Ms. Pac-Man Review
Anyone who spent any amount of time in an arcade during the 1980s will recognize Ms. Pac-Man, and it’s now available in iPod form from Namco.
In case you weren’t an 80s arcade kid, Ms. Pac-Man is an enormously popular arcade game in which you, as Pac-Man’s missus, manoeuvre around a maze filled with pellets, gobbling them as you go to increase your points. You’re chased by four ghosts that emerge from a closed pen at the centre of the maze, who’ll do their best to eat you, but you can turn the tables and eat them by gobbling ‘power pellets’ located in the corners of the maze, which imbue you with special powers for a limited time.
The original Pac-Man debuted along with other premium iPod games made available for download through the iTunes Store last September, and it proved to be true to its arcade roots. Ms. Pac-Man is another faithful adaptation: the original mazes and fruits are here, as are the ‘cutscene’ sequences that unfold the story of Ms. Pac-Man in three separate acts. Namco’s even created ‘cabinet art‘ that frames the mazes much as the original coin-op arcade cabinets did.
Where it differs, of course, is in the actual display – the iPod screen is a lot smaller than the CRTs that originally showed off this game, and while they’re clear and the graphics are crisp, it’s easy to suffer some eye strain while you’re playing. What’s more, because you’re sacrificing iPod screen real estate for embellishments like cabinet art and a heads up display, the maze is even smaller than it really has to be.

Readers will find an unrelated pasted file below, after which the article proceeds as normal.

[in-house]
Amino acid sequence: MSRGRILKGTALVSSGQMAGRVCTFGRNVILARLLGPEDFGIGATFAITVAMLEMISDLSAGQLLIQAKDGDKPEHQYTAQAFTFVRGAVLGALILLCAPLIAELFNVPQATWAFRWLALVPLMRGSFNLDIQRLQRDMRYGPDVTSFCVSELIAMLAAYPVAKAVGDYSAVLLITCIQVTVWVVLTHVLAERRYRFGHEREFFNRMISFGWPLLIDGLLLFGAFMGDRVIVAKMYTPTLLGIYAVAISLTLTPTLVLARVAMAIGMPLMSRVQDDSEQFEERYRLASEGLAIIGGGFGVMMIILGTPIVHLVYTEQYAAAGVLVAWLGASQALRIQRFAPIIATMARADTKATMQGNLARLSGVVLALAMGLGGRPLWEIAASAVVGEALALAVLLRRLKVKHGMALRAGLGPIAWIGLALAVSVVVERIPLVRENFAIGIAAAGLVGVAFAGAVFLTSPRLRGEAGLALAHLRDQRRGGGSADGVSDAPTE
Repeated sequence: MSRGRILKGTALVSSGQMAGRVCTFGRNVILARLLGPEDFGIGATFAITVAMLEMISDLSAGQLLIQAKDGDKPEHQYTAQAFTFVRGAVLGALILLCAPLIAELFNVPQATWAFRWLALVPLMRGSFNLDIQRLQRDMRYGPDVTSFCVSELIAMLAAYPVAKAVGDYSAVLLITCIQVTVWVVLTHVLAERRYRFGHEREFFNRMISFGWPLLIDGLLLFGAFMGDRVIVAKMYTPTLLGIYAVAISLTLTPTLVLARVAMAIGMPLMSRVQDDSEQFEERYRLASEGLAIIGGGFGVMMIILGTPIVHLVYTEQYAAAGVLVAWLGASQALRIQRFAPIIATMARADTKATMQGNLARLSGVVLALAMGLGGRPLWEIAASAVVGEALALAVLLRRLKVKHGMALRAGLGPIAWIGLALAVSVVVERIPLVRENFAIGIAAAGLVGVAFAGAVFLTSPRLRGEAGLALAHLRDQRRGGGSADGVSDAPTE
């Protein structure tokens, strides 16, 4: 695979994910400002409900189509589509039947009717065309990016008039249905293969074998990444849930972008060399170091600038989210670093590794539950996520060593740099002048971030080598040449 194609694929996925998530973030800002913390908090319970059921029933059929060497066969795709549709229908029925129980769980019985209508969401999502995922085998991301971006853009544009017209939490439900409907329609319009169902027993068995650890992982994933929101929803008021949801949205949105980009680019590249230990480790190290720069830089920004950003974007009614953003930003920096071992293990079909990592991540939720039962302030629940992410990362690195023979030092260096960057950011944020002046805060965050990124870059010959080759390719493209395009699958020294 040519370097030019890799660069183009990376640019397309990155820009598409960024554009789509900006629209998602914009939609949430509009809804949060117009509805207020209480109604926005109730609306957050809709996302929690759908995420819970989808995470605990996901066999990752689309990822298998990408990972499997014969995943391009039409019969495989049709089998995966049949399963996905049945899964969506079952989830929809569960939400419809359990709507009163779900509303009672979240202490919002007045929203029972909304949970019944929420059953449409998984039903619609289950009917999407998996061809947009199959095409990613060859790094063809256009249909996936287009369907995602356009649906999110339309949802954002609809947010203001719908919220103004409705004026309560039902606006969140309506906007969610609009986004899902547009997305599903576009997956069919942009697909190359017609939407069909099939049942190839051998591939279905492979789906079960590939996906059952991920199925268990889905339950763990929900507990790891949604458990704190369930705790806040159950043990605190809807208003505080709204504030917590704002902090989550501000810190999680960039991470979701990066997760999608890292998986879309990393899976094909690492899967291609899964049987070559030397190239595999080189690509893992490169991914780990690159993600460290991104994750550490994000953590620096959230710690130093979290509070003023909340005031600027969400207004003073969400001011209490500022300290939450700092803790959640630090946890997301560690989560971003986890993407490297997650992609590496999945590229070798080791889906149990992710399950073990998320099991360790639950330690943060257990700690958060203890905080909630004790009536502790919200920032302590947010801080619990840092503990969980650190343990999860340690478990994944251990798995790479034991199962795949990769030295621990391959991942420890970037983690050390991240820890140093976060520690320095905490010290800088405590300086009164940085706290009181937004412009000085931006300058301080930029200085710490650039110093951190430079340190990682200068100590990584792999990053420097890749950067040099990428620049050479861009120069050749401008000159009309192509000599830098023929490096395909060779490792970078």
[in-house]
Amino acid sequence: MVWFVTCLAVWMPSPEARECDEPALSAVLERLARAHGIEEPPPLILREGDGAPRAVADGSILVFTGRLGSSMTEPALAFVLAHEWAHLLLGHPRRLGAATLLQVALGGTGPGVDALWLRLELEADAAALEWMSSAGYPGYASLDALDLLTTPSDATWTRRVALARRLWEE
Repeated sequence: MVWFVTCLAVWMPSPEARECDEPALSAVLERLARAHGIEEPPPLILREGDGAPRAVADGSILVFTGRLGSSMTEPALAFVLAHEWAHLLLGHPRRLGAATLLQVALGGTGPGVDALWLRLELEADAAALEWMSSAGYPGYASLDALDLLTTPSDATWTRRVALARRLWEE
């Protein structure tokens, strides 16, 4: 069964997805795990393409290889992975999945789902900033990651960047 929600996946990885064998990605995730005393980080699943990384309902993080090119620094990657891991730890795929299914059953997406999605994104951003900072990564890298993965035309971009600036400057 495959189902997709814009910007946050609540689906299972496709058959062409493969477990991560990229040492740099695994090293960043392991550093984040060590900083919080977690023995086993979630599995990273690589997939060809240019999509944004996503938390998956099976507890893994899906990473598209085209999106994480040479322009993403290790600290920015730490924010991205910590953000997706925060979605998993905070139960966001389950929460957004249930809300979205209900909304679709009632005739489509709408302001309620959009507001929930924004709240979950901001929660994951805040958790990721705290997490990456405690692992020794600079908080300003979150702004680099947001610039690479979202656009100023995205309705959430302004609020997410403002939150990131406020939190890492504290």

As with the iPod conversion of Pac-Man, you can play Ms. Pac-Man in ‘Original’, ‘Normal’, or ‘Easy’ modes, which set the challenge level according to how you feel that day. You’ll get three tries per game to continue, and if you need to exit out quickly you can pick it up again later. You can also skip to a stage you’ve reached before, which helpfully means you don’t have to replay the game from scratch each time you launch it.
All in all, Ms. Pac-Man is a thorough recreation of the original arcade game on the iPod. A tiny display and awkward controls mar the experience, however, as in the original iPod Pac-Man port.